Northside ISD voters in San Antonio to mull $992 million bond proposal in May

The Northside ISD proposed $992 million bond issue calls for replacement of fine arts facilities and other improvements at Clark High School, among other projects districtwide. (Courtesy Google Streets)
The Northside ISD proposed $992 million bond issue calls for replacement of fine arts facilities and other improvements at Clark High School, among other projects districtwide. (Courtesy Google Streets)

The Northside ISD proposed $992 million bond issue calls for replacement of fine arts facilities and other improvements at Clark High School, among other projects districtwide. (Courtesy Google Streets)

Northside ISD will float a $992 million bond package in the May 7 local election, with most of the funds proposed to cover improvements to existing campuses such as Clark High School and Colonies North Elementary School.

The NISD board unanimously voted Jan. 25 to put the single-proposition bond on the ballot, with district officials saying no new property tax rate increase will be needed to support approved projects.

With more than 102,600 students enrolled in the current academic year, NISD is Texas’s fourth biggest public school district. NISD voters have approved the school district’s last eight bond issues, dating back to 1995.

A 250-member citizens bond committee reviewed existing NISD facilities and collected input from district residents and employees to develop proposed projects.

District officials said the newest and biggest bond proposal to date will help NISD to keep pace with growth and address older schools, more than half of which are more than 20 years old. The oldest NISD campus is nearly 70 years old.

“Clearly, closing the gap between old and new is what dominated the 2018 proposal,” Superintendent Brian Woods said. “It is what more so dominates this proposal.”

If approved, the bond would pay for construction of one new elementary school in the fast-growing Alamo Ranch neighborhood area. Tentatively called Village at West Pointe West, the new campus is estimated to cost $45 million.

Regarding the eastern, older portion of the district, the new bond proposes among other things:

  • $56 million to replace fine arts facilities at Clark High School;

  • classroom, gymnasium and cafeteria replacements at campuses such as Colonies North Elementary School;

  • $24.8 million for magnet facilities upgrades at Hobby Middle School;

  • $8 million to modernize all school libraries; and

  • $6.8 million for new physical education sensory play areas at elementary schools.

The 2022 NISD bond also proposes a range of smaller projects districtwide, including:

  • heating/cooling/ventilation equipment replacements at campuses such as Colonies North and Locke Hill elementary schools and Clark High School;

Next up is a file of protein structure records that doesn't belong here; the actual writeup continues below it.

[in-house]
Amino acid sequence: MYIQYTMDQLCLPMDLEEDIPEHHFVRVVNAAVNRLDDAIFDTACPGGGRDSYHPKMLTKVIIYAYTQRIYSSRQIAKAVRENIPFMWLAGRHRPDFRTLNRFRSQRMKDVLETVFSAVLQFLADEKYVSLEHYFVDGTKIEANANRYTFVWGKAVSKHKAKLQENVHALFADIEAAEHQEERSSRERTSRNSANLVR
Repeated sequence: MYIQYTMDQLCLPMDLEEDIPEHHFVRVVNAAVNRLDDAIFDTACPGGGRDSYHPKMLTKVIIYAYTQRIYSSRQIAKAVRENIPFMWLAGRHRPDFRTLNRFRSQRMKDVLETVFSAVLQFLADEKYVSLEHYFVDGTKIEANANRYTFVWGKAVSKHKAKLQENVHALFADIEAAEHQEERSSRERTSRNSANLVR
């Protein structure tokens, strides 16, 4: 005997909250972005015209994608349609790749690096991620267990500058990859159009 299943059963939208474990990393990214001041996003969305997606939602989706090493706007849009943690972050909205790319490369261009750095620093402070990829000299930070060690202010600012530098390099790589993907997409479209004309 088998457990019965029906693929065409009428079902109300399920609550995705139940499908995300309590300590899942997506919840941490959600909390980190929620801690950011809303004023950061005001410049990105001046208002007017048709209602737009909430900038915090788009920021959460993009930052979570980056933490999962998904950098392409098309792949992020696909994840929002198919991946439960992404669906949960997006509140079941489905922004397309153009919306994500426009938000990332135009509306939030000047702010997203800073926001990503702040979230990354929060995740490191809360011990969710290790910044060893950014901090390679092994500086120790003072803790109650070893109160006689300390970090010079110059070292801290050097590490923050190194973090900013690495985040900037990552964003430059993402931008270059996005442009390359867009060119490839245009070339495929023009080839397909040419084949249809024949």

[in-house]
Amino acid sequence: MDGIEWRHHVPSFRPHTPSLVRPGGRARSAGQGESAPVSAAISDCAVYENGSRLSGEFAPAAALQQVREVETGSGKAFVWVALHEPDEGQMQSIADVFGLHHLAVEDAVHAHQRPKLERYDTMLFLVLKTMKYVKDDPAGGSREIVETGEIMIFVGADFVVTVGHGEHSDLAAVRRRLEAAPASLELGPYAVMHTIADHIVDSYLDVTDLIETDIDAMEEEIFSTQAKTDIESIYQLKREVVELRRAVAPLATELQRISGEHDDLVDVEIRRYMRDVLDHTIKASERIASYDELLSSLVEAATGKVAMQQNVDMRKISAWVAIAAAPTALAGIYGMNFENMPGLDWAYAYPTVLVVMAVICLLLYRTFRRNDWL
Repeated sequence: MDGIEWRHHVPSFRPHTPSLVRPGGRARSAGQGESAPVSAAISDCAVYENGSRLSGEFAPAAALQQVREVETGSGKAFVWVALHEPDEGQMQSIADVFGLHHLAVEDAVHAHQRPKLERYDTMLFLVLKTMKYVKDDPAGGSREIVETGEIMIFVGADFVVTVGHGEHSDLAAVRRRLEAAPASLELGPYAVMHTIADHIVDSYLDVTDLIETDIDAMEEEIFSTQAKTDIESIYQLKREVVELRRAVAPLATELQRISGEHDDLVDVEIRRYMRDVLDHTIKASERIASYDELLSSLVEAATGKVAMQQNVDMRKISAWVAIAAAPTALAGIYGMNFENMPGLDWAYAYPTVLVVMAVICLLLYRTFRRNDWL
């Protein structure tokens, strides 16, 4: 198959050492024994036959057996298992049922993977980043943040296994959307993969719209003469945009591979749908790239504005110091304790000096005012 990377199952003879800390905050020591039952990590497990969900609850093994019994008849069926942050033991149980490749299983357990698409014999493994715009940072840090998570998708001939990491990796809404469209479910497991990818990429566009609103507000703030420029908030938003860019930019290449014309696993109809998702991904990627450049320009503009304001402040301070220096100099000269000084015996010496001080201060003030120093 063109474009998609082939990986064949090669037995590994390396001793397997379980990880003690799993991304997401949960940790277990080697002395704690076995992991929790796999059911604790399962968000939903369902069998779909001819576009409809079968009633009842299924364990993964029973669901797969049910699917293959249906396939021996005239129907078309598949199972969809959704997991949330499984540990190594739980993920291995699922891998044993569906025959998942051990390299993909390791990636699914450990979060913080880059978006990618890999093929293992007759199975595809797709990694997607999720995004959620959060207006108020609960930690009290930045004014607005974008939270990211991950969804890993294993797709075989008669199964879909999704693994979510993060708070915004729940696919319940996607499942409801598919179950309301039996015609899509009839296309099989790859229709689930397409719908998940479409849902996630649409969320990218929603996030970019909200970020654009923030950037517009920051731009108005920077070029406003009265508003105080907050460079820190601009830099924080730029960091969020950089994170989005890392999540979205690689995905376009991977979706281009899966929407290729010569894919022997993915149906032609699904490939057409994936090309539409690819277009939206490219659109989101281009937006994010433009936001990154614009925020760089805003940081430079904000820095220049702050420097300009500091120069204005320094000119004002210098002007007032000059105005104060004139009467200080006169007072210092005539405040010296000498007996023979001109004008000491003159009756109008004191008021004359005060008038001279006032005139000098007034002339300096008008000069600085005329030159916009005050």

• new rooftops at Hobby Middle School;

  • energy control upgrades at Hobby and Rawlinson middle schools;

  • electrical upgrades at Locke Hill Elementary School;

  • tennis court upgrades at Clark High, Rawlinson Elementary, and Hobby Middle schools;

  • new flooring at Locke Hill Elementary School;

  • waterproofing at Hobby Middle and Rawlinson and Blattman elementary schools;

  • fire alarm replacements at Colonies North Elementary School; and

  • door hardware replacement at Colonies North and Blattman elementary schools.

Additionally, an approved bond would support surveillance camera replacements at various district facilities, access-control and technology improvements, and new buses, NISD officials said.

The bond also would allocate $23.7 million for a new district baseball/softball complex adjacent to the new Sonia Sotomayor High School that is under construction near Government Canyon State Natural Area, according to proposals.

District officials said they were not including in the new bond an initial proposal to replace the 50-year-old Block Aquatic Center. They added that some other, smaller projects initially considered for the bond could be funded using current district savings.

Woods said his administration is mindful about how current inflationary trends could affect estimated costs of proposed bond projects, many of which, if approved, will not begin until the mid-2020s.

“We wanted to be able to make promises on projects that we could keep,” Woods said of cost estimates.

Woods said because of action taken by the Texas Legislature in 2021, ballot language will reference a tax increase for the proposed bond even though district officials are not recommending a property tax rate hike.

“We have had for quite a while an opinion from our bond adviser that up to $1 billion in bond-related debt for these projects would not cause a tax rate increase,” Woods said.

Some school board members expressed displeasure over the state-required bond ballot language, saying the verbiage could confuse prospective voters.

“[The state is] making us lie on our bond proposal,” District 3 Trustee M'Lissa M. Chumbley said.

Trustees asked district staff to clarify the tax rate situation for NISD residents when the district provides details about the proposed bond, a process that will include public meetings ahead of the May 7 election.

“It’s a lot of work to do going forward,” board President Karen Freeman said.

By Edmond Ortiz
Edmond joined Community Impact as a reporter in August 2021, helping to launch new editions in the San Antonio market. Edmond covers various beats in the North San Antonio coverage area. He previously was the main reporter for Local Community News, covering several areas in and around San Antonio, first as a freelancer and then staff member. Prior to that, Edmond was a community news reporter for Prime Time Newspapers and the San Antonio Express-News, including editing two community weeklies. He's a San Antonio native, and studied mass communications at San Antonio College and Texas State University.